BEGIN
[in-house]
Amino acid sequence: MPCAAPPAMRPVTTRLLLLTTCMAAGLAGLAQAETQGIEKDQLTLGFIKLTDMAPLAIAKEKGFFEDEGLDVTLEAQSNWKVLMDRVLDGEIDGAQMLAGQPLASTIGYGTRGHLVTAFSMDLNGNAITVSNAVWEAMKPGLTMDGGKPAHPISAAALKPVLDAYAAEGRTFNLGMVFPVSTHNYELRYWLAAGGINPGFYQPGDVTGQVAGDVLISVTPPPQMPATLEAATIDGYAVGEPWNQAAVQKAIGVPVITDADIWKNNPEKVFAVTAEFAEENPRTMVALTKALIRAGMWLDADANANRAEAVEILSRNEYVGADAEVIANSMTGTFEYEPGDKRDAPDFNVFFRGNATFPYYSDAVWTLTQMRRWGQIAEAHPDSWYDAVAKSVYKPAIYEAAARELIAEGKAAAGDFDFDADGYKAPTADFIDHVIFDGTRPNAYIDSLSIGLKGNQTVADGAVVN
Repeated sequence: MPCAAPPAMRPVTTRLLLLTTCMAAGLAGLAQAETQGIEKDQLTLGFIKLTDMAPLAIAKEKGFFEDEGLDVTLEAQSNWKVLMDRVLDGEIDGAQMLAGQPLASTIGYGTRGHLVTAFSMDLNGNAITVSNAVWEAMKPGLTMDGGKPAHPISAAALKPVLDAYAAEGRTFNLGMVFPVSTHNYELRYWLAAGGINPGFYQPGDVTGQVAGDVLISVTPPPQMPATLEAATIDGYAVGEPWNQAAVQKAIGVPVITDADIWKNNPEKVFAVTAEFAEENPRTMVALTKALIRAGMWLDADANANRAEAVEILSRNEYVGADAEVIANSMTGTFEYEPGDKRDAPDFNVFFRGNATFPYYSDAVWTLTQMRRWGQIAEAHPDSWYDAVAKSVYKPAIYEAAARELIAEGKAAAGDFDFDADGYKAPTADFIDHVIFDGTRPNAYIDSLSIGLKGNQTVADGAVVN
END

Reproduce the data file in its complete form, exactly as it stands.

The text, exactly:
[in-house]
Amino acid sequence: MPCAAPPAMRPVTTRLLLLTTCMAAGLAGLAQAETQGIEKDQLTLGFIKLTDMAPLAIAKEKGFFEDEGLDVTLEAQSNWKVLMDRVLDGEIDGAQMLAGQPLASTIGYGTRGHLVTAFSMDLNGNAITVSNAVWEAMKPGLTMDGGKPAHPISAAALKPVLDAYAAEGRTFNLGMVFPVSTHNYELRYWLAAGGINPGFYQPGDVTGQVAGDVLISVTPPPQMPATLEAATIDGYAVGEPWNQAAVQKAIGVPVITDADIWKNNPEKVFAVTAEFAEENPRTMVALTKALIRAGMWLDADANANRAEAVEILSRNEYVGADAEVIANSMTGTFEYEPGDKRDAPDFNVFFRGNATFPYYSDAVWTLTQMRRWGQIAEAHPDSWYDAVAKSVYKPAIYEAAARELIAEGKAAAGDFDFDADGYKAPTADFIDHVIFDGTRPNAYIDSLSIGLKGNQTVADGAVVN
Repeated sequence: MPCAAPPAMRPVTTRLLLLTTCMAAGLAGLAQAETQGIEKDQLTLGFIKLTDMAPLAIAKEKGFFEDEGLDVTLEAQSNWKVLMDRVLDGEIDGAQMLAGQPLASTIGYGTRGHLVTAFSMDLNGNAITVSNAVWEAMKPGLTMDGGKPAHPISAAALKPVLDAYAAEGRTFNLGMVFPVSTHNYELRYWLAAGGINPGFYQPGDVTGQVAGDVLISVTPPPQMPATLEAATIDGYAVGEPWNQAAVQKAIGVPVITDADIWKNNPEKVFAVTAEFAEENPRTMVALTKALIRAGMWLDADANANRAEAVEILSRNEYVGADAEVIANSMTGTFEYEPGDKRDAPDFNVFFRGNATFPYYSDAVWTLTQMRRWGQIAEAHPDSWYDAVAKSVYKPAIYEAAARELIAEGKAAAGDFDFDADGYKAPTADFIDHVIFDGTRPNAYIDSLSIGLKGNQTVADGAVVN